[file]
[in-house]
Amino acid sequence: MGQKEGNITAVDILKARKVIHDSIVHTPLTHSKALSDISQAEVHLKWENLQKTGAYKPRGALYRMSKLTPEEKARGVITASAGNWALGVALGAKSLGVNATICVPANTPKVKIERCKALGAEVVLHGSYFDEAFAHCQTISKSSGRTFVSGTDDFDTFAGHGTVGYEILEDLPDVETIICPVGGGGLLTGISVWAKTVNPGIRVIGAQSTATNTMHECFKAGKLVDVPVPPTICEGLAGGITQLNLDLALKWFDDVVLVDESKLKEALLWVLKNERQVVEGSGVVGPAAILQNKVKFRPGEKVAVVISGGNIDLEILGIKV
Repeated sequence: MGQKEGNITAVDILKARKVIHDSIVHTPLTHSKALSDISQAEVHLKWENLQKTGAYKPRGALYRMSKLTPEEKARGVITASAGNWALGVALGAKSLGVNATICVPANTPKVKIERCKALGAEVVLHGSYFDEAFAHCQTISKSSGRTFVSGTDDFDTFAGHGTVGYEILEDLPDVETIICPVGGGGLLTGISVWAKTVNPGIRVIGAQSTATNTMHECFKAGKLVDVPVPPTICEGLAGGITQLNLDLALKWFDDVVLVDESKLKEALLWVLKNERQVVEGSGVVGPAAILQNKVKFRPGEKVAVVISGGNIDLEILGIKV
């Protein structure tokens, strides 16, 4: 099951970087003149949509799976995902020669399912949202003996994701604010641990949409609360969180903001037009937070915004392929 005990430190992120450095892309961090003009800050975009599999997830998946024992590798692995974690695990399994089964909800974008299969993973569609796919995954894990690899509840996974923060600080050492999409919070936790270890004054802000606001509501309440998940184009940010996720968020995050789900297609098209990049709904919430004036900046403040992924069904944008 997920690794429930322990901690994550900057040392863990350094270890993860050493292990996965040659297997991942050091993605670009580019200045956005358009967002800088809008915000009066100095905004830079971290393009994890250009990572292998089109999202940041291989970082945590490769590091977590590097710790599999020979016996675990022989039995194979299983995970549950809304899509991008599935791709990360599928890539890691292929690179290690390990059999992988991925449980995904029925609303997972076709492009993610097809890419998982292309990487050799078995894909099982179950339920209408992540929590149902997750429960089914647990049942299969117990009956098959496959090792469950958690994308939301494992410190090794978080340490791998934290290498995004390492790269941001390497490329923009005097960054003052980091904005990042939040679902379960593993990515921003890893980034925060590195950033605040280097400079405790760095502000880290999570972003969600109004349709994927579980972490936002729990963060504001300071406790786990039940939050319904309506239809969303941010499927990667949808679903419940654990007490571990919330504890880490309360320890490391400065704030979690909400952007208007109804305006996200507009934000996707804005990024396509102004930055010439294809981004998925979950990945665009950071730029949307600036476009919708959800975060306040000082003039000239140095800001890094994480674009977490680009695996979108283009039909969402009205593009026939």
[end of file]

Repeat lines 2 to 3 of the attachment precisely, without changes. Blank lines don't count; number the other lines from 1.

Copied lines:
Amino acid sequence: MGQKEGNITAVDILKARKVIHDSIVHTPLTHSKALSDISQAEVHLKWENLQKTGAYKPRGALYRMSKLTPEEKARGVITASAGNWALGVALGAKSLGVNATICVPANTPKVKIERCKALGAEVVLHGSYFDEAFAHCQTISKSSGRTFVSGTDDFDTFAGHGTVGYEILEDLPDVETIICPVGGGGLLTGISVWAKTVNPGIRVIGAQSTATNTMHECFKAGKLVDVPVPPTICEGLAGGITQLNLDLALKWFDDVVLVDESKLKEALLWVLKNERQVVEGSGVVGPAAILQNKVKFRPGEKVAVVISGGNIDLEILGIKV
Repeated sequence: MGQKEGNITAVDILKARKVIHDSIVHTPLTHSKALSDISQAEVHLKWENLQKTGAYKPRGALYRMSKLTPEEKARGVITASAGNWALGVALGAKSLGVNATICVPANTPKVKIERCKALGAEVVLHGSYFDEAFAHCQTISKSSGRTFVSGTDDFDTFAGHGTVGYEILEDLPDVETIICPVGGGGLLTGISVWAKTVNPGIRVIGAQSTATNTMHECFKAGKLVDVPVPPTICEGLAGGITQLNLDLALKWFDDVVLVDESKLKEALLWVLKNERQVVEGSGVVGPAAILQNKVKFRPGEKVAVVISGGNIDLEILGIKV